Zhang L.,Fujian Normal University |
Zeng G.,Fujian Normal University |
Zeng G.,Key Laboratory of Humid Sub tropical Eco geographical Process |
Tong C.,Fujian Normal University |
Tong C.,Key Laboratory of Humid Sub tropical Eco geographical Process
Shengtai Xuebao/ Acta Ecologica Sinica | Year: 2011
Wetland soils represent globally significant stocks of carbon, and an understanding of carbon cycling in the ecosystems has important implications for global climate change. Soil carbon mineralization is one of the important parts of the carbon cycle in wetland ecosystem. However our knowledge of the ecological processes that control carbon mineralization in wetland soil is limited. This paper reviews the intrinsic mechanisms of biogenic elements and biological factors which affect soil carbon mineralization in wetlands. The active organic carbon pool in the soil was an important sensitive indicator of carbon mineralization. The biogenic elements (N, S and P) were key elements controlling carbon mineralization. The electron acceptors (NO 3 -, SO 4 2-, Fe 3+ and Mn 4+) contribute to anaerobic carbon mineralization, explained by the reducing conditions found in most wetland studies, but the possible use of organic molecules (e. g., humic acids) as alternative electron acceptors was another potentially important pathway. Animal, plants and microorganism were also important driving factors. The fauna of wetland soil has special function in the decomposition, nutrient mineralization and other ecological processes of soil, which can increase soil carbon mineralization. Microbial biomass and its active control of organic detritus decomposition in soil were strongly correlated with carbon mineralization. Plant material can also alter the soil carbon mineralization rate by influencing microorganism activity by aeration near plant roots. It was noted that invasion by exotic species may influence soil carbon pools and soil carbon mineralization but results are inconsistent. Soil carbon mineralization in wetland ecosystems appear to be controlled by biogenic elements, biological factors, and interacting physical factors, e. g. soil temperature, moisture, pH and texture. Finally, we point out the problems that currently exist in studying the relationship between wetland soil carbon mineralization and controlling variables and present some proposals for further study.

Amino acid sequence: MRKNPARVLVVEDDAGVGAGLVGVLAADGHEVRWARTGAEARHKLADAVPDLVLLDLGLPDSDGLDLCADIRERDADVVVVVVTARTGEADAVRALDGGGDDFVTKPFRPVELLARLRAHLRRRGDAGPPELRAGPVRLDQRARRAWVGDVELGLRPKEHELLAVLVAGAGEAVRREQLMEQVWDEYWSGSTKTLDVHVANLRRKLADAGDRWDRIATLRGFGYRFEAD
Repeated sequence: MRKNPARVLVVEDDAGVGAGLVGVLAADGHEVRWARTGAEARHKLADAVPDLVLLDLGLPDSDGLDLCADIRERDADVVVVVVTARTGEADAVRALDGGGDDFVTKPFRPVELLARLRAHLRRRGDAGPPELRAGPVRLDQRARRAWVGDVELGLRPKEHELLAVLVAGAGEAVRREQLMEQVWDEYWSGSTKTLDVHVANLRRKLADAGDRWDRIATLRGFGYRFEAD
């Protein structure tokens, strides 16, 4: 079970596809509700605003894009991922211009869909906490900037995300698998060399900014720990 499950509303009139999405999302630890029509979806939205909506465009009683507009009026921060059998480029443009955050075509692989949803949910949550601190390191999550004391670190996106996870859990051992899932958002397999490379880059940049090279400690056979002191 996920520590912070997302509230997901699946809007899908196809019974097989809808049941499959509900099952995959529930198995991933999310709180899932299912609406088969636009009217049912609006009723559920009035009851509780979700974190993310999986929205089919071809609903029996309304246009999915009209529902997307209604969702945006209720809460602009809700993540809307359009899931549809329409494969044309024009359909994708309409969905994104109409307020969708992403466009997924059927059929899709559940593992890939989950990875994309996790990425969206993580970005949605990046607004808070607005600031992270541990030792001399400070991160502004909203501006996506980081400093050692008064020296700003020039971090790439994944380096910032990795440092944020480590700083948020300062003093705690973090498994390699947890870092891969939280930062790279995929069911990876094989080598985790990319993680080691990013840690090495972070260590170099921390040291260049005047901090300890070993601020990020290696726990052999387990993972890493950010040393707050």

Hu F.,Fujian Normal University |
Hu F.,Key Laboratory of Humid Sub tropical Eco geographical Process |
Hu F.,CAS Institute of Earth Environment |
Li Z.,Fujian Normal University |
And 15 more authors.
Acta Geographica Sinica | Year: 2013